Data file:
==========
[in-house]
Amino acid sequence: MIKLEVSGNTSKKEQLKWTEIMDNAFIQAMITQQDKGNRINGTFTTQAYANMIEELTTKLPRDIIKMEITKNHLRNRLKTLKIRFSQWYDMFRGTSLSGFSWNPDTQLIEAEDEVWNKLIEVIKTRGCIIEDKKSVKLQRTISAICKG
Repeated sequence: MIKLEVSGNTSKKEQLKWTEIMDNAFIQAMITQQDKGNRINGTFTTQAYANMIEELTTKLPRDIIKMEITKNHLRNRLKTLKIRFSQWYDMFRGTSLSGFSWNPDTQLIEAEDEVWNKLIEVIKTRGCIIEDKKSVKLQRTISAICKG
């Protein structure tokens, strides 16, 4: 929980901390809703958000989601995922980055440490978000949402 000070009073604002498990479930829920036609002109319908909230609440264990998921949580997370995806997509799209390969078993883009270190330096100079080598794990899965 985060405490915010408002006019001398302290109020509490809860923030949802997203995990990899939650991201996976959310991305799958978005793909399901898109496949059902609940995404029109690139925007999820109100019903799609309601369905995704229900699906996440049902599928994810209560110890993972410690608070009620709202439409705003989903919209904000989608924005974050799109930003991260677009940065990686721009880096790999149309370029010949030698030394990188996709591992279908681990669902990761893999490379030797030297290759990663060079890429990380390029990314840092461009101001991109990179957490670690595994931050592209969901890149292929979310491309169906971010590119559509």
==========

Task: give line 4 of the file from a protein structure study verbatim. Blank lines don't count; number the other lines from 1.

């Protein structure tokens, strides 16, 4: 929980901390809703958000989601995922980055440490978000949402 000070009073604002498990479930829920036609002109319908909230609440264990998921949580997370995806997509799209390969078993883009270190330096100079080598794990899965 985060405490915010408002006019001398302290109020509490809860923030949802997203995990990899939650991201996976959310991305799958978005793909399901898109496949059902609940995404029109690139925007999820109100019903799609309601369905995704229900699906996440049902599928994810209560110890993972410690608070009620709202439409705003989903919209904000989608924005974050799109930003991260677009940065990686721009880096790999149309370029010949030698030394990188996709591992279908681990669902990761893999490379030797030297290759990663060079890429990380390029990314840092461009101001991109990179957490670690595994931050592209969901890149292929979310491309169906971010590119559509």